By Casey Gwinn
I was saddened to read about Anthony Bourdain’s suicide. He was a passionate and thoughtful writer and storyteller. There was clearly deep pain there that most did not fully see or know about.
As you all reflect today on his death and the recent death of Kate Spade, don’t forget this truth. We all need hope in our lives. Hope is about goal setting and strategic thinking to achieve goals in your life — who you want to be and what you want to do. We are born with hope. It is the essence of being human. But there are enemies of hope. Direct and vicarious trauma and often pain, illness, and the adversity of life rob us of hope. Children always get robbed first. Sometimes the loss of hope expresses itself as rage, sometimes as despair and ultimately as apathy when people say “nothing will ever change” and “I don’t care about anything anymore.”
As someone who has struggled with depression and darkness at times in my life, I know that hope is not linear. Sometimes we find it rising in our lives and sometimes we cannot find it at all. But we all need it and we all can work to increase it. Hope is the single best predictor of well-being in the lives of human beings. We need it and everyone around us needs it to thrive in life.
We all should aspire to be hope givers in our lives but we cannot give what we do not have. So, we need to be constantly connecting honestly with people that can know us and encourage us in our journeys. We thrive with high hope in our lives, we struggle with low hope, and we die without hope. We simply lose our will to live without hope in our lives. Chan Hellman (OU Hope Research Center, Director) and I said in our new book Hope Rising: How the Science of HOPE Can Change Your Life that: “Hope is the belief that your future can be better than your past and that you play a role in making it happen.” You play a key role in your own hope story.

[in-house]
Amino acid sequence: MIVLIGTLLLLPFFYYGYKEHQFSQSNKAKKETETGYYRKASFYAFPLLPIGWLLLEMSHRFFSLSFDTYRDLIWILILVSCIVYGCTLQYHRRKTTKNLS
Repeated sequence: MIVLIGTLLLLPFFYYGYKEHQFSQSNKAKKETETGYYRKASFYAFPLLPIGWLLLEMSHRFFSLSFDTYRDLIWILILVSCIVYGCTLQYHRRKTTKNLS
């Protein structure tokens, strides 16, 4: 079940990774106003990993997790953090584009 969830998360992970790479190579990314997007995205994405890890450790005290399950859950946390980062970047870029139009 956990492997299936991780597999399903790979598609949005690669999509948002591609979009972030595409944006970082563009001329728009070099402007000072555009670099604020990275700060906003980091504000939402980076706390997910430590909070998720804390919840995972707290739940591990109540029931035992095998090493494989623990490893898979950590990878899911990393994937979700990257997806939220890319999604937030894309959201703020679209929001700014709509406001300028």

Don’t forget though that hope is never a solo journey. Hope comes from transparency, friendship, and surrounding yourself with people that encourage and support you. In fact, “agency” which is the motivation to pursue your goals is always about relationships with people you care about and people that care about you. But you have to make a choice to find and build those relationships too.
Most people don’t want to commit suicide. They want the pain to stop. It sometimes plays out as mental illness or a chemical imbalance, often with childhood trauma or other major life pain connected to it. But there are other ways to deal with the pain and find joy and meaning in your life even when it seems like there is no way forward. Even when you find yourself without hope, you can still choose to believe that hope can exist in your life again and then start setting very small goals and achieving them one moment at a time, one day at a time.
Hope Rising closes with these words about the lifesaving power of hope:
“When we feel trapped in the pain of today, hope reminds us we need not be there forever
When we feel stuck in looking back, hope calls us to look forward
When we lose our way, hope can give us back a roadmap for our lives
When we are hurting from the actions of others, hope is a pathway to resilience
When the diagnosis is grim, hope calls us to the battle for survival
When we feel bound in the darkness of despair, hope reminds us there is a way to the light
When a dream does not come true, hope lights the fire to dream again
When we must say goodbye to those we love, hope reminds us the best is yet to come.”